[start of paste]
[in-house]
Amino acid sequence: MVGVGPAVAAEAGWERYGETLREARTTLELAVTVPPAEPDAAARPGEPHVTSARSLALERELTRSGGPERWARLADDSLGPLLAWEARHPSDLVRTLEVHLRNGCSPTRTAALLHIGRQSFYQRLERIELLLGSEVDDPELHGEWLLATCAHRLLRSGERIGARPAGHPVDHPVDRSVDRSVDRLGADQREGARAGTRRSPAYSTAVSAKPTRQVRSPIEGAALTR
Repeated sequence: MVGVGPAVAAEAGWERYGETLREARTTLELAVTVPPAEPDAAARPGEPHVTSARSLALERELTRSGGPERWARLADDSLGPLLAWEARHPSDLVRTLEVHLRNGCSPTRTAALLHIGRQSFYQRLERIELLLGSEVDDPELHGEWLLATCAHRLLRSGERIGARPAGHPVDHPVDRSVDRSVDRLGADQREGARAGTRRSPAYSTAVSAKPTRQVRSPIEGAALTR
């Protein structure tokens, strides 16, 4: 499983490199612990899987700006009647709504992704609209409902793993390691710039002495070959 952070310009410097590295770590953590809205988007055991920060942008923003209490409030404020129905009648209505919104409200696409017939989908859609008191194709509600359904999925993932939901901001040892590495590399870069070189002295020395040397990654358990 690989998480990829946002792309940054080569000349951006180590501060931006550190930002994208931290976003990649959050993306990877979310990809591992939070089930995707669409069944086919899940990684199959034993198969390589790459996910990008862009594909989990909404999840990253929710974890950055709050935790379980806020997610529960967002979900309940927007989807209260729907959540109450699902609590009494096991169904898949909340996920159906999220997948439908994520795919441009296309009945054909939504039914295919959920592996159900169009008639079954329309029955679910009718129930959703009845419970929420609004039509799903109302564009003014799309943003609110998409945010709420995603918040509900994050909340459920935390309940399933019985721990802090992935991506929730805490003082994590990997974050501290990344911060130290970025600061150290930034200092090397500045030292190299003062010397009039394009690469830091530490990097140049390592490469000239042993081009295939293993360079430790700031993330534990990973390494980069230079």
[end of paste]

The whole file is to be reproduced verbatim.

[in-house]
Amino acid sequence: MVGVGPAVAAEAGWERYGETLREARTTLELAVTVPPAEPDAAARPGEPHVTSARSLALERELTRSGGPERWARLADDSLGPLLAWEARHPSDLVRTLEVHLRNGCSPTRTAALLHIGRQSFYQRLERIELLLGSEVDDPELHGEWLLATCAHRLLRSGERIGARPAGHPVDHPVDRSVDRSVDRLGADQREGARAGTRRSPAYSTAVSAKPTRQVRSPIEGAALTR
Repeated sequence: MVGVGPAVAAEAGWERYGETLREARTTLELAVTVPPAEPDAAARPGEPHVTSARSLALERELTRSGGPERWARLADDSLGPLLAWEARHPSDLVRTLEVHLRNGCSPTRTAALLHIGRQSFYQRLERIELLLGSEVDDPELHGEWLLATCAHRLLRSGERIGARPAGHPVDHPVDRSVDRSVDRLGADQREGARAGTRRSPAYSTAVSAKPTRQVRSPIEGAALTR
């Protein structure tokens, strides 16, 4: 499983490199612990899987700006009647709504992704609209409902793993390691710039002495070959 952070310009410097590295770590953590809205988007055991920060942008923003209490409030404020129905009648209505919104409200696409017939989908859609008191194709509600359904999925993932939901901001040892590495590399870069070189002295020395040397990654358990 690989998480990829946002792309940054080569000349951006180590501060931006550190930002994208931290976003990649959050993306990877979310990809591992939070089930995707669409069944086919899940990684199959034993198969390589790459996910990008862009594909989990909404999840990253929710974890950055709050935790379980806020997610529960967002979900309940927007989807209260729907959540109450699902609590009494096991169904898949909340996920159906999220997948439908994520795919441009296309009945054909939504039914295919959920592996159900169009008639079954329309029955679910009718129930959703009845419970929420609004039509799903109302564009003014799309943003609110998409945010709420995603918040509900994050909340459920935390309940399933019985721990802090992935991506929730805490003082994590990997974050501290990344911060130290970025600061150290930034200092090397500045030292190299003062010397009039394009690469830091530490990097140049390592490469000239042993081009295939293993360079430790700031993330534990990973390494980069230079």